On June 8, World Ocean Day, President Joe Biden announced plans to designate the Hudson Canyon — the deep Atlantic submarine canyon that is an extension of New York’s Hudson River Valley — as a marine sanctuary. He also banned the use of single-use plastic, a growing source of ocean pollution, in U.S. National Parks by 2023 and established an Ocean Climate Action Plan.
A week later, on June 13, Biden signed bipartisan legislation, the Ocean Shipping Reform Act, to strengthen U.S. oversight over the container shipping industry that moves some 90% of the world’s trade goods. While this new law is more focused on resolving supply chain issues, both measures highlight how the Biden administration and other world leaders are beginning to recognize the link between the ocean, the economy, and the climate emergency.
That’s one reason why Biden declared June as National Ocean Month and the U.N. designated the 2020s as the “decade of the ocean.” This blue decade has been launched with several major ocean summits, including the annual Our Ocean Conference, which was hosted in April 2022 by the United States and the Republic of Palau.
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The conference, first initiated by John Kerry in 2016 while he was secretary of state, resulted in participating nations and private sector interests committing more than $16 billion to ocean protection this year. In short, a good first step. A similar conference, the inaugural Blue Climate Summit, was held in French Polynesia in May, with the goal of linking a healthy ocean to climate solutions.
A few of the solutions brought up at the summit included ocean initiatives ranging from a Hawaiian company producing a species of red seaweed used in feed supplements that reduce cow flatulence (and thus methane emissions) to a wave power project in Fiji to the development of cheaper monitoring devices that can be used for community-level disaster preparedness. There was even a $1 million ocean innovation prize offered to “support innovations that mitigate climate change through ocean-related strategies.”
Another focus was on the need to protect the world’s cool water kelp forests from Northern California to Chile, Australia, Ireland, Japan and beyond. (Kelp is the new coral in terms of being a key marine habitat now at risk.)
Also discussed was how to financially develop and promote “blue carbon,” the living systems and habitats that sequester carbon from the atmosphere such as kelp, mangroves, seagrasses and salt marshes, but also krill, whales and other living creatures. Unlike rainforests, blue carbon is not yet a significant part of the global carbon trading, credit and finance system.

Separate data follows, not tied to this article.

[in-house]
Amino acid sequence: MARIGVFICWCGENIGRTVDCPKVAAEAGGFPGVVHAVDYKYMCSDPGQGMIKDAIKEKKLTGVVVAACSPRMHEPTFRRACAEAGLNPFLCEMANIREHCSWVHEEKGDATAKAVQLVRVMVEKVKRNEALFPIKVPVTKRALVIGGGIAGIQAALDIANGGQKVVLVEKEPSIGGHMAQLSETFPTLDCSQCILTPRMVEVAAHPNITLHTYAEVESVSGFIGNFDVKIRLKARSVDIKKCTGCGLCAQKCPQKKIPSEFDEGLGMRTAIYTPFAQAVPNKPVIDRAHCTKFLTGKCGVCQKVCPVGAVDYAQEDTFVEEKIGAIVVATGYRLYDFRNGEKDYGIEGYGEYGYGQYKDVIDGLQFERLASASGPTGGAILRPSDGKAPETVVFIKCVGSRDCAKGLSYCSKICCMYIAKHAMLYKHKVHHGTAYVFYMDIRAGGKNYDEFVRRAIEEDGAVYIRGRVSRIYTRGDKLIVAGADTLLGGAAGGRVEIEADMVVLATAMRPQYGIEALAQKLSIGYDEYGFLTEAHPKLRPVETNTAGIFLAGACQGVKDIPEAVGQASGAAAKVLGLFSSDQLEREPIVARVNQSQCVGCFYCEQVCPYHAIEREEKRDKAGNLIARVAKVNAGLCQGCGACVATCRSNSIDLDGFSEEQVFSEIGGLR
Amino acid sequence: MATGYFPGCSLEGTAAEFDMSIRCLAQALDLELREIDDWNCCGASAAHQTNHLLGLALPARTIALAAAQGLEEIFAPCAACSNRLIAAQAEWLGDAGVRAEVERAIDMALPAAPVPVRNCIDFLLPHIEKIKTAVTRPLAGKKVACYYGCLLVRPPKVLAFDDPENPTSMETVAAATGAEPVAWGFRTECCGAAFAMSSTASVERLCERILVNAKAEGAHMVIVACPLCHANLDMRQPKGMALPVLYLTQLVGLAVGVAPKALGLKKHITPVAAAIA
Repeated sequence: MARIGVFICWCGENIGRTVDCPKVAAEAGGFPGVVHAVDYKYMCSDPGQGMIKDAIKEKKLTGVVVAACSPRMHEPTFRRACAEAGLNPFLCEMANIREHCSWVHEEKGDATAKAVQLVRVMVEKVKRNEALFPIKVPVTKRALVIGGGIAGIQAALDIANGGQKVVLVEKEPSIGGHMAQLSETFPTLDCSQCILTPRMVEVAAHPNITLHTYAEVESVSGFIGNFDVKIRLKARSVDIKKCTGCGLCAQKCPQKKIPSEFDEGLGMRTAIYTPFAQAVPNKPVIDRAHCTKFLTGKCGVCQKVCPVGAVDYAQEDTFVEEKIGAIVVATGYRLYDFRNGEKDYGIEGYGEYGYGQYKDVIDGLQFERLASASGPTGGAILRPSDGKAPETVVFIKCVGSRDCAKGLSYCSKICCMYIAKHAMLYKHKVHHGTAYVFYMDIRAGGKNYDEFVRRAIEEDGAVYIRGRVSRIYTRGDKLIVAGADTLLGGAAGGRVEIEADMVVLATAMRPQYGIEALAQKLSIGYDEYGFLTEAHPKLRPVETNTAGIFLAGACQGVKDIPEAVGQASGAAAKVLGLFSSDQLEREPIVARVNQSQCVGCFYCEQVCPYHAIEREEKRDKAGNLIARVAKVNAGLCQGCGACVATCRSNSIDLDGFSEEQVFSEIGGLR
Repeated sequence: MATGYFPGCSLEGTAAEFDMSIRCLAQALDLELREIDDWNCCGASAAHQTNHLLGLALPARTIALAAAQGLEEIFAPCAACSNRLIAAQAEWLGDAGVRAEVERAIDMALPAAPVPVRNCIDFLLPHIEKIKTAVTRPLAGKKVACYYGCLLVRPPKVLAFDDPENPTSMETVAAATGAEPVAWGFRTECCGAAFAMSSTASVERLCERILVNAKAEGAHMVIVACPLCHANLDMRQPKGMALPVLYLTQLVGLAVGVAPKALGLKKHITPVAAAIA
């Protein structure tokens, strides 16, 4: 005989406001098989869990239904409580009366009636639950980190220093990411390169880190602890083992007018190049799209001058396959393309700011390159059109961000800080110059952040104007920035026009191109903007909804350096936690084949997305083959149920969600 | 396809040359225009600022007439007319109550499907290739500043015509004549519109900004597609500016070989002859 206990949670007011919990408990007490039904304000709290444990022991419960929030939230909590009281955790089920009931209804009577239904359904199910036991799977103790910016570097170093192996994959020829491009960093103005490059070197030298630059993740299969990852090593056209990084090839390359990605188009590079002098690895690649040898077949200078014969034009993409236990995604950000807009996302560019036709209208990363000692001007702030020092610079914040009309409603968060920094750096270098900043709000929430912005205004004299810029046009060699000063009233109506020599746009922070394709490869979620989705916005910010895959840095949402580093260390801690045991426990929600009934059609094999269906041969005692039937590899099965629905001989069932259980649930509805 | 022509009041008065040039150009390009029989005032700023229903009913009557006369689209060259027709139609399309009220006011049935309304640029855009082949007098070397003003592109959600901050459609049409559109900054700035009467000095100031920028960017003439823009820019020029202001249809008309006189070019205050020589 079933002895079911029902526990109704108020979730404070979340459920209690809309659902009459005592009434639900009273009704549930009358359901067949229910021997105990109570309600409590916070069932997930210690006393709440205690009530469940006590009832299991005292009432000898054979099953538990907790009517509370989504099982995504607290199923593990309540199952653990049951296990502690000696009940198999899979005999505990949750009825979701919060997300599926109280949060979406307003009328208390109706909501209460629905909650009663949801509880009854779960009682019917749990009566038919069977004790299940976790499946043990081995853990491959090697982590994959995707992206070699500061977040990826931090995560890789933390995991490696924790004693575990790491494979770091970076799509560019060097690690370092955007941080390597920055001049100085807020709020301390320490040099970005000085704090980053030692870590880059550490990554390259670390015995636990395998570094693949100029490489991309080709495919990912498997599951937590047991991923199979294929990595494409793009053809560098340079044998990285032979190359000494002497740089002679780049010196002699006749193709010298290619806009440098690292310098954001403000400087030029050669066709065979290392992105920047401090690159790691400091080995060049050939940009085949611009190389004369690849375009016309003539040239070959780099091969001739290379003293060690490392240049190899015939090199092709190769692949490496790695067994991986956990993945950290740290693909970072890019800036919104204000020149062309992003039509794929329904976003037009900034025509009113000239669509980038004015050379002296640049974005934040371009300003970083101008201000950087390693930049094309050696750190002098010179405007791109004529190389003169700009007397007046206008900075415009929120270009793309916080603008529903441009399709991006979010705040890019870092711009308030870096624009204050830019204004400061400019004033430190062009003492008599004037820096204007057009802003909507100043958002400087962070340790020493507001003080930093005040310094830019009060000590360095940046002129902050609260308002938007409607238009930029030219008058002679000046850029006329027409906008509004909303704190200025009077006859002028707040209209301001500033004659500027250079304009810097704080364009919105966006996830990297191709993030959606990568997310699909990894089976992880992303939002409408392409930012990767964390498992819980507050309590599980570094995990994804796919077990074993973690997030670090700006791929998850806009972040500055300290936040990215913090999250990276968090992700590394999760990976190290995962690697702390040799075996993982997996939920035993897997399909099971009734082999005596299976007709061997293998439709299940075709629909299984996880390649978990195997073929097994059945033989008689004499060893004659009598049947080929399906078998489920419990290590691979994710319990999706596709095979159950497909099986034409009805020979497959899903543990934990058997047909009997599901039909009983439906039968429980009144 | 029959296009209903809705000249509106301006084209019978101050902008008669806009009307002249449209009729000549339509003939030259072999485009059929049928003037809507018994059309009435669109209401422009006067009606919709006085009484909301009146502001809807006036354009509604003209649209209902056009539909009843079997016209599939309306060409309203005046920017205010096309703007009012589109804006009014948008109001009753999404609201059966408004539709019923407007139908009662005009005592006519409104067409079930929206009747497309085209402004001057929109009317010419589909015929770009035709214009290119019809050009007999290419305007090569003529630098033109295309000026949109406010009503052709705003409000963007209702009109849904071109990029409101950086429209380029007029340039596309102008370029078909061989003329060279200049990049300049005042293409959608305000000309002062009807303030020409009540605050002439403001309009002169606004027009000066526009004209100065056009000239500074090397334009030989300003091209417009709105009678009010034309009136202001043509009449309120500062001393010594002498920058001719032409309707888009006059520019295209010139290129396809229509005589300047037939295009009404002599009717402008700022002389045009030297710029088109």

But it’s these kinds of financial methods for getting climate funding where it’s needed that can provide low-income nations with opportunities to generate livelihoods for their people’s continued stewardship of their resources, rather than feeling compelled to sell them off to extractive industries.
The Blue Climate Summit was also exceptional in its incorporation of Indigenous peoples of the Pacific. “We need to link traditional knowledge and science together to find solutions for our ocean, which is our life,” explained Hinano Murphy of the Tetiaroa Society.
While initially limited to several hundred participants, the ambitious goals of the summit were advanced through new collaborations and financial commitments around key needs. The most basic need, however, is strengthening the links between the environment, economy, and equity in order to quickly scale up ocean-based climate solutions that can work for everyone.
These range from sustainable ocean farming and offshore clean energy to mapping and protecting 30% of the ocean by 2030 and financing blue carbon services. Importantly, participants also touched on gaining legal standing (like a person or corporation) for the ocean, which is not only a buffer for 90% of the heat generated by burning fossil fuels, but the source and crucible of life on our blue planet.
David Helvarg is an author and executive director of Blue Frontier, an ocean conservation group. This column was produced for the Progressive Media Project, which is run by The Progressive magazine, and distributed by Tribune News Service.